Former Jamaican Prime Minister Bruce Golding on Friday took regional governments to task for failing to implement decisions necessary for the achievement of a CARICOM Single Market and Economy (CSME).
Golding, who served as chair of the Jamaica CARICOM Review Commission, addressed the opening of a two-day stakeholder consultation on the CSME on Friday at the Ramada Georgetown Princess Hotel at Providence.
In his address, Golding, who gave credit to the Secretariat for the “considerable efforts” it has made to implement the CSME and to help member countries to fulfill their obligations, opined that the Secretariat is often made the scapegoat for CARICOM’s failures.
“It is not fair. It is not fair to the Secretary General. It is not fair to his staff,” Golding said, adding, “I wouldn’t want his job for five times his salary. The frustration that he must go through would be hazardous to my health.” His remarks brought some laughter among participants.
Golding stated that the implementation of decisions taken by heads of government “is primarily the responsibility of national governments”. “The Secretariat dare not even appear to be inserting itself into the affairs of member states’ policy making or decision- making process of national governments,” Golding stated.
He related that in discussions he has had with multilateral institutions that fund a lot of the implementation efforts of the Secretariat, they have expressed frustration at the response by governments.
In the Review Commission’s report, he related that there is “hardly any excuse” proffered by any member state as to why they have failed to implement the decisions.
He said the report lists unimplemented decisions, agreements awaiting signatures or ratification, policies requiring legislation or legislation not enacted and administrative steps not taken, as “issues that in some instances have been languishing for more than ten years.”
The report repeatedly noted that some matters which governments have floundered on for decades are less challenging than the matters to which they have not yet turned their attention. These include the question of macroeconomics, free movement, and movement of goods and services, which, Golding said, are essential to the creation of an economic space.
Questioning the reasons for inaction, he said he does not think it was the absence of courage as much as it is the need to delve deep into the CSME provisions which some governments think is “likely to do them more harm than good.”
Delving deeper into the provisions, he opined, is an issue the region has to confront. Golding referred to some comments and suggestions put forward by St Vincent and the Grenadines’ Prime Minister Dr Ralph Gonsalves, who also made a presentation at the event.
Not in my lifetime
Gonsalves said there is no clear
demarcation between the Single Market and the Single Economy and that he does not think that currency convertibility and the freedom of movement essential to the single market and economy will happen in five years.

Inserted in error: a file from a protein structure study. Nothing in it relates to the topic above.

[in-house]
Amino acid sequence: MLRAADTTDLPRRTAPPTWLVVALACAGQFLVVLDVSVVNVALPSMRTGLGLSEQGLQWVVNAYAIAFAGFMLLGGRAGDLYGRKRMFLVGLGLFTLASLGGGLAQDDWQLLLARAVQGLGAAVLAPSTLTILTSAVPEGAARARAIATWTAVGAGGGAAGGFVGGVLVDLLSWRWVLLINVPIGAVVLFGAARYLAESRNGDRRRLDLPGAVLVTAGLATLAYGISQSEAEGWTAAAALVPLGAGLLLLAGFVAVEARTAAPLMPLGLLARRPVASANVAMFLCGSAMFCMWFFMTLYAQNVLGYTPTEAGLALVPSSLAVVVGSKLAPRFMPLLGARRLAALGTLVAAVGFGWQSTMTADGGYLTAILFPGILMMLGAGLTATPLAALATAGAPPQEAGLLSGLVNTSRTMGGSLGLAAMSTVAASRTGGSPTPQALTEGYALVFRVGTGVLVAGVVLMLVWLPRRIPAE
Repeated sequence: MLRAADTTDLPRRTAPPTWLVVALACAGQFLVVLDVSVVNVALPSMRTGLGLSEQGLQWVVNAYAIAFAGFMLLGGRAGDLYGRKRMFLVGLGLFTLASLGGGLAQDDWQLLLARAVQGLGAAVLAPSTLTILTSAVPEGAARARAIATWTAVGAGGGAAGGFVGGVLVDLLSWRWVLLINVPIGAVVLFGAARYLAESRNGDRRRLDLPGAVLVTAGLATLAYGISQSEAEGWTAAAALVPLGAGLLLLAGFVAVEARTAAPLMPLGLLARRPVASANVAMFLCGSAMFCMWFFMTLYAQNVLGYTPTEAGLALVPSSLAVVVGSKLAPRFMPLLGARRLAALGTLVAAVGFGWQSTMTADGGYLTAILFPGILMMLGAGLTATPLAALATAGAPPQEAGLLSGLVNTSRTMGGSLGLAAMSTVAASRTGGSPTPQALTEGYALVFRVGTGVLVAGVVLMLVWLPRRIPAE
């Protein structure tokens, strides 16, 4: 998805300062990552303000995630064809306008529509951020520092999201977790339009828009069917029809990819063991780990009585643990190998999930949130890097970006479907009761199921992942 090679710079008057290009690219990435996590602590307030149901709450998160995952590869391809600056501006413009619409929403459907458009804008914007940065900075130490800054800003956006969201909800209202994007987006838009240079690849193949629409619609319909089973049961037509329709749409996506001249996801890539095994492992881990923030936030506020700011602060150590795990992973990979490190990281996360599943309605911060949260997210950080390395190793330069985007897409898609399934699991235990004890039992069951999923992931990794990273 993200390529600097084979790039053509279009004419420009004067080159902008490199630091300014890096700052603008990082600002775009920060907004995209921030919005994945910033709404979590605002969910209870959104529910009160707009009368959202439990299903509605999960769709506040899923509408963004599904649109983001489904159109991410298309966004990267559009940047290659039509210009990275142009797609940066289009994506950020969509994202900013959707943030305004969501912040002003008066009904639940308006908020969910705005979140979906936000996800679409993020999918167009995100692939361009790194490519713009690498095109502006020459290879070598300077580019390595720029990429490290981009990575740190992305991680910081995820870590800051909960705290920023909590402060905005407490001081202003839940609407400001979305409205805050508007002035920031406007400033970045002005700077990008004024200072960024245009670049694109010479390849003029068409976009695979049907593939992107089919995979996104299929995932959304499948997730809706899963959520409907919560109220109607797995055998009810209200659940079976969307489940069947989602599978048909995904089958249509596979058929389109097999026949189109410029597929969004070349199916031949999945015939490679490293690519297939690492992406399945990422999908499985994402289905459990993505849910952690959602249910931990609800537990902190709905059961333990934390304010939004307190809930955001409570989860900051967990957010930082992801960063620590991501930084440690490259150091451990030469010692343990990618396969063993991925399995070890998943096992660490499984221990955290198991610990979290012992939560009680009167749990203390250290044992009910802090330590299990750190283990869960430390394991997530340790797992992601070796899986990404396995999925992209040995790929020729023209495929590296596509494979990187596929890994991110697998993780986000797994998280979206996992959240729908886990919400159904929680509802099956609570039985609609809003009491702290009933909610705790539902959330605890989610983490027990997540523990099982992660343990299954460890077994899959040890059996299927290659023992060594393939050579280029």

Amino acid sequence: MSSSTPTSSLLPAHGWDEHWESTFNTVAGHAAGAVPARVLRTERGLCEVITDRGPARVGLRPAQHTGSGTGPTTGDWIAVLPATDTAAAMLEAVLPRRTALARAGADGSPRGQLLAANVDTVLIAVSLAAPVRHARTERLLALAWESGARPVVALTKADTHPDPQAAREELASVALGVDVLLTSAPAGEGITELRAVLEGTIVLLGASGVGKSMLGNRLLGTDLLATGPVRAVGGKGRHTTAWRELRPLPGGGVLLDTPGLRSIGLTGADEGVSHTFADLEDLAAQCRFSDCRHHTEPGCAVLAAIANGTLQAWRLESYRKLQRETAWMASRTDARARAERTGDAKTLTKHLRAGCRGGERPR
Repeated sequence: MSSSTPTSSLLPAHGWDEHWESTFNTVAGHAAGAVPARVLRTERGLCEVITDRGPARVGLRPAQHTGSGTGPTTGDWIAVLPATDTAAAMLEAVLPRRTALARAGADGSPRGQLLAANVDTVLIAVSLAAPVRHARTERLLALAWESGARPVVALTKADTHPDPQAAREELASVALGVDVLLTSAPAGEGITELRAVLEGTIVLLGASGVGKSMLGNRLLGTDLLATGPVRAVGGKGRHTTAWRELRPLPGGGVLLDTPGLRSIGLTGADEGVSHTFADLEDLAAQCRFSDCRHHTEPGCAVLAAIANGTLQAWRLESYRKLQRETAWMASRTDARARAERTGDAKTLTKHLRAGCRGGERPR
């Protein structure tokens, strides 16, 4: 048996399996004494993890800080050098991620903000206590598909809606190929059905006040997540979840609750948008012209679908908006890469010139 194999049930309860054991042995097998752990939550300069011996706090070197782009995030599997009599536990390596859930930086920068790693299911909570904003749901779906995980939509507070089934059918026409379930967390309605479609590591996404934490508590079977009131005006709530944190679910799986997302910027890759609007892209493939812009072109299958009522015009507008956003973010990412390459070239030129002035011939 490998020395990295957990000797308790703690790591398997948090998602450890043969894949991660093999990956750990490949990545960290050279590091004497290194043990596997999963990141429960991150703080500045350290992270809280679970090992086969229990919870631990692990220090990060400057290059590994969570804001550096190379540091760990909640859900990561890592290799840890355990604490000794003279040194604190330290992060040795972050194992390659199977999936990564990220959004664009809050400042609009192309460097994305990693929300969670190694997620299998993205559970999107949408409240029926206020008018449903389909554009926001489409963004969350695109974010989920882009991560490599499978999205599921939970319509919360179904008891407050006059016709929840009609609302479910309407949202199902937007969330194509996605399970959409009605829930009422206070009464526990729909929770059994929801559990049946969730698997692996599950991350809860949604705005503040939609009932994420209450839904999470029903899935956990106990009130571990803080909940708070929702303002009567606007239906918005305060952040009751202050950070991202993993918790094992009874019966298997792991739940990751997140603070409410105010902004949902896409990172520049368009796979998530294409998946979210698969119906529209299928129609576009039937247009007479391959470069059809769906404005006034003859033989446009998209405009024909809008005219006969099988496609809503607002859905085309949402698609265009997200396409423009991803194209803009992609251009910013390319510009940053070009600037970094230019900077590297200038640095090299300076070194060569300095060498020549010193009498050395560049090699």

Two reasons why the region cannot go to the Single Economy, he said, is because of the nature of the restrictive economies and their combined state of underdevelopment, and because units within CARICOM as currently constructed are unequally yoked.
“These are practical matters of life in production and reproduction,” Gonsalves stated, adding, “I don’t think they will happen in my lifetime. I think we should do the practical things we can do immediately and in the foreseeable future.”
He suggested that based on the current construct of the regional body, the Revised Treaty of Chaguaramas should be amended to allow for “a special carve-out” for the Organisation of Eastern Caribbean States (OECS), established in 2010, to accommodate its economic union.
Gonsalves called for the strengthening of Chapter 7 of the Revised Treaty to better protect the interests of disadvantaged countries, regions and sectors.
Further, he urged the consolidation and extension of “the efficacious operation of functional cooperation, security arrangements, foreign policy coordination, and the trade/single market activities.
On foreign policy coordination, he said, “we cannot say we have been a great success,” while revealing that there are several governments in the region “lined up with the United States of America to give them an opportunity possibly to invade Venezuela.”
The Prime Minister also called for revamping of CARICOM’s governance structure, upgrading and enhancing of the structure and functioning of the Secretariat, improvement of intra CARICOM air and sea travel, and the settling of a bundle of outstanding matters.
Among the major outstanding issues for his country, he said, are the pricing and trade in energy supplies, the restriction on availability of foreign exchange to small traders who sell their commodities in Trinidad and Tobago (TT) and the failure of the government of TT to pay in part or in whole the outstanding sum of US$64 million owed to policy holders in OECS countries on account of the collapse of TT former insurance giant, CL Financial.